For both parties, conventions could be an election factor this time

Coming in July, both major political parties will hold four-day national conventions to nominate their presidential tickets. And for the first time in decades, Republican and Democratic leaders are concerned about (1) controlling the convention's political message, and (2) having their convention become a key factor in the November election.

Historically, national party conventions were noisy or even "messy" events where delegates discussed candidate qualifications and platform positions. Then along came television! Starting in 1956, no convention in either party has needed a second presidential ballot to pick their nominee. Debate and dissent has been gradually replaced by well-orchestrated displays of unity and togetherness.

To be sure, there have been exceptions over the last 60 years of love-and-kisses conventions, e.g., 1968 Chicago Democrats 1968, 1972 Miami Democrats, 1976 Kansas City Republicans. However, it must be remembered that none of these conventions went to a second ballot, and given the televised convention political disharmony, all three of these conventions produced losing general election Presidential candidates.

For the record, I am WGN Radio's political analyst, and in that capacity, I attended 14 national conventions (seven Democratic and seven Republican) between 1984 and 2008. During this period, it became obvious that these conventions had become "controlled coronations" that ratified the nomination that had been decided by voters in the spring primaries and caucuses.

Everything at these conventions was controlled by the nominee and party leaders - including the platform, agenda, speaking slots and television time.

Since major networks only covered one hour of the convention during its first three nights, convention managers stacked their best and most interesting

speakers during this hour. In short, the entire proceedings had become more like a made-for-TV movie than an actual political free-for-all gathering.

Can the 2016 national convention break this boring and routine nominating process? The answer, to quote former Alaska Gov. Sarah Palin: "You betcha."

The Republicans - Cleveland

Donald Trump may be the wildest "wild card" in national convention history. He thrives on confrontations, and he is not "choosy" about his foes - including Republicans. It must be remembered that Trump is a GOP newcomer, so party loyalty to him could become an oxymoron. Thus, the Republicans' dilemma: They do not want a Hillary Clinton presidency, but at the same time, they fear a "Trumpized" Republican Party. And, Cleveland will be the first battleground as to whether their undisputed top primary and caucus vote-getter becomes a party insider or remains an "outsider."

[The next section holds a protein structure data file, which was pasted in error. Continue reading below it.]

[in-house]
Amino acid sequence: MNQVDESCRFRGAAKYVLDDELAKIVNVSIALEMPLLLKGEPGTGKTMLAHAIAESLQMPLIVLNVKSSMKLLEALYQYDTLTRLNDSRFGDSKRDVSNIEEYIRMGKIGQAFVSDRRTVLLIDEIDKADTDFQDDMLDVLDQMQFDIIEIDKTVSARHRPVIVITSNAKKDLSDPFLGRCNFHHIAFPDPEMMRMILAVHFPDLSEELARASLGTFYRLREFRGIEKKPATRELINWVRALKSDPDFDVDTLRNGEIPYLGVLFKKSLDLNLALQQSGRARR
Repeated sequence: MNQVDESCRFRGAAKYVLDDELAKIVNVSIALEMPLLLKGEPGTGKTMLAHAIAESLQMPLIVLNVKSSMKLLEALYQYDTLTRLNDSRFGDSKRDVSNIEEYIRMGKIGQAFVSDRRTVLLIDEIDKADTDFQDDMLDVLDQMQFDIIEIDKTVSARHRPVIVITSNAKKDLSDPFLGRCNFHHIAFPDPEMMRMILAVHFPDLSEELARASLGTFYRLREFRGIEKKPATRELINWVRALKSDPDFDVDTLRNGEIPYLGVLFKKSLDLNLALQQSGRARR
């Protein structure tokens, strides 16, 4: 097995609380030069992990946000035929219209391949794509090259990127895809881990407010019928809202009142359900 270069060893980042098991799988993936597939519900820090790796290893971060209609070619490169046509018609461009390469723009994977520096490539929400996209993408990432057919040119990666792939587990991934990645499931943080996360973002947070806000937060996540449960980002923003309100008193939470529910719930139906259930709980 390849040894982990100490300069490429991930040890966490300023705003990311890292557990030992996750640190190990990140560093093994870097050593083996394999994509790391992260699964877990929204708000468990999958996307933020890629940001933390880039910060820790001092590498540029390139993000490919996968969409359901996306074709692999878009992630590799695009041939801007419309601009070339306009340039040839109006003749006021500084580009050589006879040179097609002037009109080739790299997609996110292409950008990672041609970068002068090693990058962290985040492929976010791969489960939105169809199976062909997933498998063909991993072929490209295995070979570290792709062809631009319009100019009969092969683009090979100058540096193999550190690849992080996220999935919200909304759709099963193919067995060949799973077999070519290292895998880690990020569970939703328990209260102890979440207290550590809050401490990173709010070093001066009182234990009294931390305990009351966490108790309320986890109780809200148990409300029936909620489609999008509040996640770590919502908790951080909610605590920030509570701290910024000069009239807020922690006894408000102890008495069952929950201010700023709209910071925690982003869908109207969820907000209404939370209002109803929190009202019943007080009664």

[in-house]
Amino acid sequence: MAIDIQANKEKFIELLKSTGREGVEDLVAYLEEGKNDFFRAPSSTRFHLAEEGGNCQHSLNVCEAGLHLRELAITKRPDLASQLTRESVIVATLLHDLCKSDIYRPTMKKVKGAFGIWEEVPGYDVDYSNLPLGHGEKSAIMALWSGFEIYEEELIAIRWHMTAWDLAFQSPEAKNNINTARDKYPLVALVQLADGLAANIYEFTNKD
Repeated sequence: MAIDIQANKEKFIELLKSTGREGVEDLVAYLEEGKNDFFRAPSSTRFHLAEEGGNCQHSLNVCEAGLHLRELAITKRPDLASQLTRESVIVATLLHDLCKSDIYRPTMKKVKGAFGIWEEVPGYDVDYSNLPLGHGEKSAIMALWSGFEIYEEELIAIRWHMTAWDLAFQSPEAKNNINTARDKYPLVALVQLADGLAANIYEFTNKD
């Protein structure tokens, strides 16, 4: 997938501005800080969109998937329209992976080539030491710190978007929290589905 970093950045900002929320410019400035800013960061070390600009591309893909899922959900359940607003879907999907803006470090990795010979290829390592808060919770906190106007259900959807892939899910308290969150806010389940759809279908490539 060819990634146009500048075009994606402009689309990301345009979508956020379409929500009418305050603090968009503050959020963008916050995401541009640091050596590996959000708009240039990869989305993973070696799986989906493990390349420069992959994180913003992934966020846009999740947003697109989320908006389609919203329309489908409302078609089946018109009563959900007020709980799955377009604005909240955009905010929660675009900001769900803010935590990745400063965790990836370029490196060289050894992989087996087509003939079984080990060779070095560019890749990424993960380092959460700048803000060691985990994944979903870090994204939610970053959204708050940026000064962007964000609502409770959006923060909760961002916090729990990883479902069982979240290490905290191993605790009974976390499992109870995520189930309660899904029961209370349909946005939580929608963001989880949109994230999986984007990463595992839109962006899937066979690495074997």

One final thought on Cleveland: The platform committee will most likely be the first indication as to Trump's desire to play GOP ball. However, given his proclivity for saying what he thinks - no matter the target - Republicans should worry more about his platform comments rather than the actual written planks.

The Democrats - Philadelphia

Unlike Trump, Bernie Sanders has run for office many times, but like Trump, he has never run under this convention's party label - Democrat. Sanders' appeal to young voters and progressives made him a true challenger to Clinton, but he lost. The big question Philadelphia Democrats face is how to deal with a huge amount of delegates many of whom have bought Sanders' mantra that the nominating process was rigged.

Unless Clinton and Sanders work out a pre-convention deal, there will be a fight over the platform, and it will most likely be decided on the convention floor. If this battle gets ugly, that will be televised and zoomed all over social media, making party unity become more of a hope than a reality. It must be remembered a large chunk of Sanders' delegates are not party regulars or probably not even party members - so calls for loyalty may be a stretch for the convention managers.

In sum, both parties face a real possibility that philosophical and political differences among their convention delegates may go very public. One can imagine the cable news networks going full blast to uncover any and all divisiveness inside or outside the convention. Indeed, a leading factor in the outcome of the 2016 presidential campaign may simply be which party had the least disruptive national convention.

Paul Green is director of the Institute for Politics at Roosevelt University in Chicago and Schaumburg.

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